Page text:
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Preparing your car for the end of its lease

Preparing your car for the end of its lease

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You’ve come to the end of your lease agreement and it’s time to hand the car back; when it comes to the leasing company inspecting your car for wear and tear, will you be in for a nasty surprise?

When you first take out a lease on a brand new car there’s lots of factors to consider. With the excitement of collecting a new vehicle, the last thing on your mind is handing the car back at the end of your agreement.

This is completely understandable, it could be five years away! However, you don’t want to be in for a nasty surprise when the time comes for the leasing company to inspect your car at the time of return. Knowing from the start of your lease, what condition the vehicle is expected to be in when it’s time to return it can be of benefit.   

To offer you some guidance and help boost your confidence, we’ve put together a guide to preparing your car for the end of its lease, complete with a checklist.


What is leasing fair wear and tear?

It will clearly state in your agreement that the vehicle must be handed back with no more than a reasonable amount of wear and tear, but what does that really mean?

It’s understood that no car will remain in pristine condition once it’s left the factory and is being driven regularly. This is taken into account when you lease a vehicle however, leasing companies will want the cars to be returned in the best condition possible.

This is where ‘fair wear and tear’ comes into play, it’s a rather contentious issue and a vague sounding phrase. Generally speaking, fair wear and tear could include small areas of chipping or minor scratches.

Beaten up and scuffed toy car photographed as if it were a real car


Wear and Tear Checklist:

Take a look at the below checklist to discover what’s considered fair wear and tear for each area of your vehicle.

Windscreen

Fair Wear and Tear: Small scratches and chips (providing that they have been professionally repaired) outside the driver’s vision.


Unacceptable Wear and Tear: Any holes, chip, cracks and scratches inside the driver’s line of sight.  

Wheels and Tyres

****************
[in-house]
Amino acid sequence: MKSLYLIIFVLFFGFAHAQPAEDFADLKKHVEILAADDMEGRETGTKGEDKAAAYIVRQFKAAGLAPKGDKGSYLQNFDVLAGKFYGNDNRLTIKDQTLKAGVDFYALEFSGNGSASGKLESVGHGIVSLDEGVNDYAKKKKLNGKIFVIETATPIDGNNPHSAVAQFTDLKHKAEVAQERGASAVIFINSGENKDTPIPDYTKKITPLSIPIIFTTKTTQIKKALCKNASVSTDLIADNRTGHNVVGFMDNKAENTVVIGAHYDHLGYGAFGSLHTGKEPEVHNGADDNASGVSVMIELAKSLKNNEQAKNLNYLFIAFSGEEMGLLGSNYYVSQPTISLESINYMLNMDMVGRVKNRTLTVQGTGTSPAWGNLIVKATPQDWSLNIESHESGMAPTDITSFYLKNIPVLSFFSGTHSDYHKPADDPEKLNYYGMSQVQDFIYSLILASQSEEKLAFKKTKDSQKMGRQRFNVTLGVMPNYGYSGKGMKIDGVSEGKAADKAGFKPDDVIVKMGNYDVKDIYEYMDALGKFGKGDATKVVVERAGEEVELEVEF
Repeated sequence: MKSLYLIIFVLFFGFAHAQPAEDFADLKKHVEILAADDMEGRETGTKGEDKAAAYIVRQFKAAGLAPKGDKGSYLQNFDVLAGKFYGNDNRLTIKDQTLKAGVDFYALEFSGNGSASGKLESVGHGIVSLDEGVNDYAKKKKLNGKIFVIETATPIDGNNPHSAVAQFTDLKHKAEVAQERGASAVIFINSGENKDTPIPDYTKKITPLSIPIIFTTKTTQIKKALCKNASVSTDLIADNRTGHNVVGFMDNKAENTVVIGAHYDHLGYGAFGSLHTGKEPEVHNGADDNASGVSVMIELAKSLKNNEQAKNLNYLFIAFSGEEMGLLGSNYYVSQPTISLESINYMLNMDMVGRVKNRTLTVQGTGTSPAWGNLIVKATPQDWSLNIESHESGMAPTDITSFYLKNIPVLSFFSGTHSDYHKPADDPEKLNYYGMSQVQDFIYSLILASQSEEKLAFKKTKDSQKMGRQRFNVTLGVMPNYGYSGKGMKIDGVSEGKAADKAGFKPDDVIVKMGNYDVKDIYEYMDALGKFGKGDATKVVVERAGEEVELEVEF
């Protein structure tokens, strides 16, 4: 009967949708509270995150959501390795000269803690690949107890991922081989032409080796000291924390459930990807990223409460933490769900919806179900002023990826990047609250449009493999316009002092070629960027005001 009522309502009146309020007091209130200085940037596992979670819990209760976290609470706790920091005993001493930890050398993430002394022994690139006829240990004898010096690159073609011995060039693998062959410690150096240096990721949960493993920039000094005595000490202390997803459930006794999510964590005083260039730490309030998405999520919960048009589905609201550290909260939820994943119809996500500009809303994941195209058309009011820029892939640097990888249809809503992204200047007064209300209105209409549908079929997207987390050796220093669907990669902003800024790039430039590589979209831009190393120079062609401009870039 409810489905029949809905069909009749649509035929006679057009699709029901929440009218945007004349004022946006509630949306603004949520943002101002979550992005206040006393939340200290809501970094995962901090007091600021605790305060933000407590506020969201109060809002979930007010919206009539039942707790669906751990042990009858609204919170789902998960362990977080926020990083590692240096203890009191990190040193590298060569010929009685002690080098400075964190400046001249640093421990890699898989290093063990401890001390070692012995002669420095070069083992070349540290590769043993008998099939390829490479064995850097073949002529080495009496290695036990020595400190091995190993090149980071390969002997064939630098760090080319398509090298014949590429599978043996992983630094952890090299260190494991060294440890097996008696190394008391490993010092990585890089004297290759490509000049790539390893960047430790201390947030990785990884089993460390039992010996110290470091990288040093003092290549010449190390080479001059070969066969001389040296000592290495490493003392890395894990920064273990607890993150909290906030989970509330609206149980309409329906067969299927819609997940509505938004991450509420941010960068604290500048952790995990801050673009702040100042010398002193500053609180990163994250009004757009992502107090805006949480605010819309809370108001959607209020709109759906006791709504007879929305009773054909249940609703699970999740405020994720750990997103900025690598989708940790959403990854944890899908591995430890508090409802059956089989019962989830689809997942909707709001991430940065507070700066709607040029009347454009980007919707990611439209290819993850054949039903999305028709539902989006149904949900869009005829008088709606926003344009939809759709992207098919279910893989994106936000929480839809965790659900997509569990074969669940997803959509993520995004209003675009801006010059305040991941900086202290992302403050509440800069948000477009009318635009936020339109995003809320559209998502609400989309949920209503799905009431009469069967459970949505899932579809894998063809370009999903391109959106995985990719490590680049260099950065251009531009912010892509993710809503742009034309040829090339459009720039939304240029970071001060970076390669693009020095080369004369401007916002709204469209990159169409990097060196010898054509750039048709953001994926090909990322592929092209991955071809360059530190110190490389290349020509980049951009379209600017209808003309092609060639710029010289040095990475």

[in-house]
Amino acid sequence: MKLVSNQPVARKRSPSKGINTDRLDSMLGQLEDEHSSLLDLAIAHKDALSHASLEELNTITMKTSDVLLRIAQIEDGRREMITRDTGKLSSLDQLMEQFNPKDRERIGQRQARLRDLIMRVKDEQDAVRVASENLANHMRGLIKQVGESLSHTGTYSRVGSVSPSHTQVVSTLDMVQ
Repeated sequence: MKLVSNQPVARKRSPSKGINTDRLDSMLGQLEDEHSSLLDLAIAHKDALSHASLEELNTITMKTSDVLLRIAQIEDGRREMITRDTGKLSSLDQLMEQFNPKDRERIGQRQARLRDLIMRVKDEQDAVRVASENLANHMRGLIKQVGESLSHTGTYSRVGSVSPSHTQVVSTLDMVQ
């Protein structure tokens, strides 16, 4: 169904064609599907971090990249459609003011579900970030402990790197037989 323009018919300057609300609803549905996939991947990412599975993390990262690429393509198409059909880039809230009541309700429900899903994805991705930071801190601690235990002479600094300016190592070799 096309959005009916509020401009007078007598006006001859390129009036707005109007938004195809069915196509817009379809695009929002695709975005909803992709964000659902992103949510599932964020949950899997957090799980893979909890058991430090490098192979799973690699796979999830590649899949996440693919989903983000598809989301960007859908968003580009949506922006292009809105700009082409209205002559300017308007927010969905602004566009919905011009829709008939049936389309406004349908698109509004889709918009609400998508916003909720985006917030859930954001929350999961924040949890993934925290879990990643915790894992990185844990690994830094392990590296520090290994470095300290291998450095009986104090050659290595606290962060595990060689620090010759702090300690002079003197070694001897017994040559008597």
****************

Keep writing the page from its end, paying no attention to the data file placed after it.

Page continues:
Fair Wear and Tear: Tyres have a tread depth that meets the legal requirements and are only minor scuffs (up to 25mm) on the wheels. 
Discover more about tyre maintenance.

Unacceptable Wear and Tear: Tyres below legal tread depth and deep, scoring damage to the wheel surface.

Wing mirrors 

Fair Wear and Tear: Minor scuff on mirror housing.

Unacceptable Wear and Tear: Scratched or damaged paint work. Missing, damaged or cracked wing mirror.

Bumpers 

Fair Wear and Tear: Minor scuffing up to 25mm.

Unacceptable Wear and Tear: Broken, dented or cracked panel.

Bodywork

Fair Wear and Tear: Small areas of chipping (usually at the front where grit gets thrown up). Short and light scratches and small dents up to 10mm.

Unacceptable Wear and Tear: Stone chips or scratches longer than 25mm, bare metal exposed, evidence of rust and any impact damage/multiple dents. 

Interior upholstery 

Fair Wear and Tear: Clean and tidy, with only slight wear through normal use.

Unacceptable Wear and Tear: Burns, rips, permanent staining or damage caused by fitting something like a mobile phone cradle.

Decals 

Fair Wear and Tear: All decals and glue residue removed.

Unacceptable Wear and Tear: Damaged bodywork/paint due to removal of decals.

Servicing/MOT

Fair Wear and Tear: Vehicle MOT after three years. Serviced in line with manufacturer requirements.

Unacceptable Wear and Tear: No MOT or service history.

Book your MOT or Service with Swansway Group.

Mileage

Fair Wear and Tear: Under annual mileage stated in contract.

Unacceptable Wear and Tear: Going over the annual mileage will concur a penalty.


Swansway Top Tips:

To avoid any surprises when it comes to having your car inspected, carry out your own examination of the vehicle using the above checklist around 10-12 weeks before the end of your lease. This way, if there are any major issues, you have time to rectify them before you return the car. When assessing your vehicle, best practice is to ensure you have good lighting, and has been thoroughly washed, this will maximise the chances of spotting any faults.


What happens when your car is collected?

Now we’ve been through the checklist, you may be wondering what actually happens when your vehicle is collected at the end of your lease.

If you choose not to purchase the leased vehicle at the end of its leasing term, it will have to be returned to the dealership ready for inspection. If any issues are found, they will be handled there and then, this is so that your responsibility for the vehicle ends on that day.

There are handful of ways you can prepare to handover your car:

  • Ensure the vehicle is cleaned inside and out, ready for inspection.
  • Return both sets of keys – If you were given two sets of keys at the beginning of your lease, naturally you should return two sets of keys. In the meantime, try to not lose either set.
  • Gather together paperwork and manuals – this includes any service books, owner’s manuals or servicing invoices.

 

If you are concerned about greater damage to your vehicle, you may wish to consider getting it repaired by an authorised repairer such as the Swansway Accident Repair Centre.